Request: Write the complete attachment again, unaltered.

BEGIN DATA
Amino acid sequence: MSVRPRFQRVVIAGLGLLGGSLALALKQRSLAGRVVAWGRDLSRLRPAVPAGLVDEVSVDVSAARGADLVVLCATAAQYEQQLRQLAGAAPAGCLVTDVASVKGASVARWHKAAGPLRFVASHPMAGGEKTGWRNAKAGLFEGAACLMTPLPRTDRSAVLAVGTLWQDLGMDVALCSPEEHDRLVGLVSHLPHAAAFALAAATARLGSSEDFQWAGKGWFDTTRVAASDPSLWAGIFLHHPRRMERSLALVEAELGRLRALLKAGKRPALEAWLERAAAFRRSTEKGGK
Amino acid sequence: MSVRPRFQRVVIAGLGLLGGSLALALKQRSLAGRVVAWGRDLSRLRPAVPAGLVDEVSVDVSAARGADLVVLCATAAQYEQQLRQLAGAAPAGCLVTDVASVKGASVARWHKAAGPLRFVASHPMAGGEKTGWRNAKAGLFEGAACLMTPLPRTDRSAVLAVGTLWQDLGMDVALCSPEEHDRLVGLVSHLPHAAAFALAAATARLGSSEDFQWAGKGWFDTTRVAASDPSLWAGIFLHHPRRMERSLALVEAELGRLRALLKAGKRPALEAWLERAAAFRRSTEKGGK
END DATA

Amino acid sequence: MSVRPRFQRVVIAGLGLLGGSLALALKQRSLAGRVVAWGRDLSRLRPAVPAGLVDEVSVDVSAARGADLVVLCATAAQYEQQLRQLAGAAPAGCLVTDVASVKGASVARWHKAAGPLRFVASHPMAGGEKTGWRNAKAGLFEGAACLMTPLPRTDRSAVLAVGTLWQDLGMDVALCSPEEHDRLVGLVSHLPHAAAFALAAATARLGSSEDFQWAGKGWFDTTRVAASDPSLWAGIFLHHPRRMERSLALVEAELGRLRALLKAGKRPALEAWLERAAAFRRSTEKGGK
Amino acid sequence: MSVRPRFQRVVIAGLGLLGGSLALALKQRSLAGRVVAWGRDLSRLRPAVPAGLVDEVSVDVSAARGADLVVLCATAAQYEQQLRQLAGAAPAGCLVTDVASVKGASVARWHKAAGPLRFVASHPMAGGEKTGWRNAKAGLFEGAACLMTPLPRTDRSAVLAVGTLWQDLGMDVALCSPEEHDRLVGLVSHLPHAAAFALAAATARLGSSEDFQWAGKGWFDTTRVAASDPSLWAGIFLHHPRRMERSLALVEAELGRLRALLKAGKRPALEAWLERAAAFRRSTEKGGK